And for those who have been watching this slowly brewing crisis, it appears the stage is being set for a crisis, one that could come later in the summer and early fall thanks to a combination of factors. Read more…

Harry J. Kazianis is a senior fellow for defense policy at the Center for the National Interest and senior editor at the National Interest Magazine. You can follow him on Twitter: @grecianformula.

Aug. 17th, www.foreignpolicy.org

15
Aug

In the next few months, a mixed force of Iraqi Arab and Kurdish security forces — including various Sunni and perhaps some Shiite militia elements — will enter Mosul, clear the city of Islamic State extremists and then work to bring governance, stability and reconstruction to one of Iraq’s most complex cities and its province.

There is no question that the Islamic State will be defeated in Mosul; the real question is what comes afterward. Can the post-Islamic State effort resolve the squabbling likely to arise over numerous issues and bring lasting stability to one of Iraq’s most diverse and challenging provinces? Failure to do so could lead to ISIS 3.0.

The prospect of the operation to clear Mosul brings to mind experiences from the spring of 2003, when the 101st Airborne Division, which I was privileged to command, entered a Mosul in considerable turmoil. Our first task, once a degree of order had been restored, was to determine how to establish governance. That entailed getting Iraqi partners to help run the city of nearly 2 million people and the rest of Nineveh Province — a very large area about which we knew very little.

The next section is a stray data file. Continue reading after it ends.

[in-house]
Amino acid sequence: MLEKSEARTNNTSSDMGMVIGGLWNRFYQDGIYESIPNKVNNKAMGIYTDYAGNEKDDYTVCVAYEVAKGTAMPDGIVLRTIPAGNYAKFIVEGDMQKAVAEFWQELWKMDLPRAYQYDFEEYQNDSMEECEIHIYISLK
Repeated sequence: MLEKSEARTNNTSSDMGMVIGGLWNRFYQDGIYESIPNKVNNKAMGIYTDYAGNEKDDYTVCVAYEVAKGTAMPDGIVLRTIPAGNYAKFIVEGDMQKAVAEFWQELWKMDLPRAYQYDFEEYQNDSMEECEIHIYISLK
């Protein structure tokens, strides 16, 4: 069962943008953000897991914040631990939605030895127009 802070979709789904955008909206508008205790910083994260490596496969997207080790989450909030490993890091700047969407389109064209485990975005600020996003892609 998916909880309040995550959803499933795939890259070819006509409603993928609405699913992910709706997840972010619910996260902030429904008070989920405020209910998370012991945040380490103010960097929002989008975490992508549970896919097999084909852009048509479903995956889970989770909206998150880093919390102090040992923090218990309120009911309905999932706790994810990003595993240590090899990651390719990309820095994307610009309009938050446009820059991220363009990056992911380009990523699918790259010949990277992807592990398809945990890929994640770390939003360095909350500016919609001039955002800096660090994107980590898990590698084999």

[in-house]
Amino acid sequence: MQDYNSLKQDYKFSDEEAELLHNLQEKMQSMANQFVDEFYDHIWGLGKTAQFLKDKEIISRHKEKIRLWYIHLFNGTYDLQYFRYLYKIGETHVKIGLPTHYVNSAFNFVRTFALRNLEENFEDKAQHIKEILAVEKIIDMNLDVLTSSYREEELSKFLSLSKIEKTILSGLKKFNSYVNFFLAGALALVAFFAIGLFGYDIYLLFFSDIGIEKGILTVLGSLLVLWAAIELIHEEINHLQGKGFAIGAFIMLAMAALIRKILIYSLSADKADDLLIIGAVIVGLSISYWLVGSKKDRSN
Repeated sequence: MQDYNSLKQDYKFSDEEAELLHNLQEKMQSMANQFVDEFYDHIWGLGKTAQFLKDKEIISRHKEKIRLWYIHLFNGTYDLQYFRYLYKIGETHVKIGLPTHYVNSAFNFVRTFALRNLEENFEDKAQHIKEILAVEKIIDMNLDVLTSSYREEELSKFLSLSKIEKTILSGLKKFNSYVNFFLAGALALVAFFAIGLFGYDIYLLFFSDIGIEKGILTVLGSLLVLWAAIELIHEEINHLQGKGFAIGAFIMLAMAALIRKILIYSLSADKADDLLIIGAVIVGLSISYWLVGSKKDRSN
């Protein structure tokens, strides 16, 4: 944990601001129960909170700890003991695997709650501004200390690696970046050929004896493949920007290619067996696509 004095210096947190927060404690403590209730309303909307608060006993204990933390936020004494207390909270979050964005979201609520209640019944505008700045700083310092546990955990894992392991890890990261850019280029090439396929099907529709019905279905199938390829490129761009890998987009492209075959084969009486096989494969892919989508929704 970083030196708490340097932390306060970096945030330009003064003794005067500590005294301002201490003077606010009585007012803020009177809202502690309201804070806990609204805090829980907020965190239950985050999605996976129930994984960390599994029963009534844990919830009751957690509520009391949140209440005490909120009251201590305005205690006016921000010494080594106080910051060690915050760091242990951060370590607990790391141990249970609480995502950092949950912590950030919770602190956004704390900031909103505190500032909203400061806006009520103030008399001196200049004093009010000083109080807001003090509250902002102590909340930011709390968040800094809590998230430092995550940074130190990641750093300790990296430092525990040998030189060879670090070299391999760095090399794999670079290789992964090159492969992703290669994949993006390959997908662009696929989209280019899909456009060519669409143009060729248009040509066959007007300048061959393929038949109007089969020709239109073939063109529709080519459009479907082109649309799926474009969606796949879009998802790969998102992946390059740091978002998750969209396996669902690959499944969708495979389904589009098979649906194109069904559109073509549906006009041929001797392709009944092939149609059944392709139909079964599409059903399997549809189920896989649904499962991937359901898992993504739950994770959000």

Establishing a representative interim council to work with us in Nineveh proved to be no easy task — and its formation and subsequent developments hold insights for the coming endeavor in Mosul. Read more…

David Petraeus is a retired U.S. Army general who commanded coalition forces in Iraq from 2007 to 2008 and Afghanistan from 2010 to 2011 and served as CIA director from 2011 to 2012. He is a partner in a major global investment firm.

August 12th, thewashingtonpost.com

31
Jul

After the terror attacks in Paris last November – a carefully coordinated series of assaults carried out by multiple attackers, resulting in 130 deaths – there was intense pain and fear, but also a spirit of unity and resilience. By contrast, since the Bastille Day massacre in Nice – where an attacker, having received help from five men better described as criminals than as radical Islamists, barreled a truck into a crowd, killing 84 people, many of them children – the dominant feelings seem to be impotence and anger.

The French are now frustrated and anxious. They are used to some semblance of security in their cities, which have long been bastions of knowledge and art, not sites of relentless terror. They want to feel safe again – whatever it takes. These feelings are entirely understandable, but they don’t necessarily contribute to effective decision-making.

The “whatever it takes” is the problem. If people feel that their leaders are failing to protect them, they may turn to more radical alternatives; already, populist and even overtly racist political parties are gaining traction in France and elsewhere. Urged on by such forces, people may even decide to take the law into their own hands. Read more…

July 25th; Dominique Moisi, a professor at L’Institut d’études politiques de Paris (Sciences Po), is Senior Adviser at the French Institute for International Affairs (IFRI) and a visiting professor at King’s College London. He is the author of La Géopolitique des Séries ou le triomphe de la peur.

https://www.project-syndicate.org